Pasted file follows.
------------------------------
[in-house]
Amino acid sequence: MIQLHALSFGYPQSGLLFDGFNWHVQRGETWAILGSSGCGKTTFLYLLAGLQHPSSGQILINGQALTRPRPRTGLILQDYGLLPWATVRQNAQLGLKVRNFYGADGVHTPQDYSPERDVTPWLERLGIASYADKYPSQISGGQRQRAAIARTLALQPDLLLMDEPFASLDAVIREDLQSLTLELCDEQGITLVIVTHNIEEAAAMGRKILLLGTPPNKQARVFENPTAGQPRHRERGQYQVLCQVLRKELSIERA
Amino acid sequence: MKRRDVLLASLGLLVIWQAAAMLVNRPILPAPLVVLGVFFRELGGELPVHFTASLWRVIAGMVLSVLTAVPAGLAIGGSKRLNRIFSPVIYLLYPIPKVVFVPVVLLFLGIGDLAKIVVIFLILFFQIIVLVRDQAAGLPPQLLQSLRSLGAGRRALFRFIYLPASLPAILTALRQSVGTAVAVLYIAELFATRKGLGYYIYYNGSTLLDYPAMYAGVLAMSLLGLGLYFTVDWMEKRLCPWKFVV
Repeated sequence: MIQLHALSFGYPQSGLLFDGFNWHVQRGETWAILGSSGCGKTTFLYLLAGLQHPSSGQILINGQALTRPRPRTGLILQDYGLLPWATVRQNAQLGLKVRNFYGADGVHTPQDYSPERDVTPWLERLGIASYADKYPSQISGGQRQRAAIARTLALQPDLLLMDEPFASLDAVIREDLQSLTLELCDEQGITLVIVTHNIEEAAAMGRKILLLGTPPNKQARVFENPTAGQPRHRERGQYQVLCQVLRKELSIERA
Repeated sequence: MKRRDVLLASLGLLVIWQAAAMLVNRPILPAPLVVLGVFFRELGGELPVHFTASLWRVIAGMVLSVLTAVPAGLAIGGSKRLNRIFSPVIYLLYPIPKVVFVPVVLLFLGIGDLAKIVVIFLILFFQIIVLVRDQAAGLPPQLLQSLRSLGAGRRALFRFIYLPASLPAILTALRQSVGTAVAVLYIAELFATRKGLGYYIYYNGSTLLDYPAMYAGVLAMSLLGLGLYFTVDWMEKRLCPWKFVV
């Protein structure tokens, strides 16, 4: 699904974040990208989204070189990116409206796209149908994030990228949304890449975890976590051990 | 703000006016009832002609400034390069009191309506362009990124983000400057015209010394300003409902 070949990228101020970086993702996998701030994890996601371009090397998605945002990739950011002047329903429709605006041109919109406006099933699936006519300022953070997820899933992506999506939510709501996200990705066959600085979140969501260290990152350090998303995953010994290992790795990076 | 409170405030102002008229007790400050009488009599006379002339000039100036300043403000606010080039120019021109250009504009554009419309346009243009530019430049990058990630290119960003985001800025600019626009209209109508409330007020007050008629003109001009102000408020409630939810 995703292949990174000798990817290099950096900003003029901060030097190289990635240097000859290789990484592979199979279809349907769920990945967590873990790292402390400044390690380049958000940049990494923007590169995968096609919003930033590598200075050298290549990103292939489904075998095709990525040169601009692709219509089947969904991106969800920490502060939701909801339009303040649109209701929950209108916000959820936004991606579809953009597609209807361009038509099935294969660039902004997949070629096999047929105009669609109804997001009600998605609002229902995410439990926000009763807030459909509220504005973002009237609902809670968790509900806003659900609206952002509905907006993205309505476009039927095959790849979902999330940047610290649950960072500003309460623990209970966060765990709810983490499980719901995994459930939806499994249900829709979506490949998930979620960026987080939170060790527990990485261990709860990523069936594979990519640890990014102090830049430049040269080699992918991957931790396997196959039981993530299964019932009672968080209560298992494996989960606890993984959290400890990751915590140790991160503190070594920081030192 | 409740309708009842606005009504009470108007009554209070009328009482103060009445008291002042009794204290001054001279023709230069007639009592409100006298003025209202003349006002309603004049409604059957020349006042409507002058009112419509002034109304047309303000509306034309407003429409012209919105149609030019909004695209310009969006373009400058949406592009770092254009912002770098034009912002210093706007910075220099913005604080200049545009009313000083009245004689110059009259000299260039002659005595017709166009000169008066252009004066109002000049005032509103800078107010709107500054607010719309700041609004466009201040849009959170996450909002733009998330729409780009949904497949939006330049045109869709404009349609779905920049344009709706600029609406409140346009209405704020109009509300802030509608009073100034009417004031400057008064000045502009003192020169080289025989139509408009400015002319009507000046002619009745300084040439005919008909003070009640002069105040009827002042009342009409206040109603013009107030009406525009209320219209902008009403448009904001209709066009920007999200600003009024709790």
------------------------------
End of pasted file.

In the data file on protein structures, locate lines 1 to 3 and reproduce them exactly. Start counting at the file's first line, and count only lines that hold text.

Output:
[in-house]
Amino acid sequence: MIQLHALSFGYPQSGLLFDGFNWHVQRGETWAILGSSGCGKTTFLYLLAGLQHPSSGQILINGQALTRPRPRTGLILQDYGLLPWATVRQNAQLGLKVRNFYGADGVHTPQDYSPERDVTPWLERLGIASYADKYPSQISGGQRQRAAIARTLALQPDLLLMDEPFASLDAVIREDLQSLTLELCDEQGITLVIVTHNIEEAAAMGRKILLLGTPPNKQARVFENPTAGQPRHRERGQYQVLCQVLRKELSIERA
Amino acid sequence: MKRRDVLLASLGLLVIWQAAAMLVNRPILPAPLVVLGVFFRELGGELPVHFTASLWRVIAGMVLSVLTAVPAGLAIGGSKRLNRIFSPVIYLLYPIPKVVFVPVVLLFLGIGDLAKIVVIFLILFFQIIVLVRDQAAGLPPQLLQSLRSLGAGRRALFRFIYLPASLPAILTALRQSVGTAVAVLYIAELFATRKGLGYYIYYNGSTLLDYPAMYAGVLAMSLLGLGLYFTVDWMEKRLCPWKFVV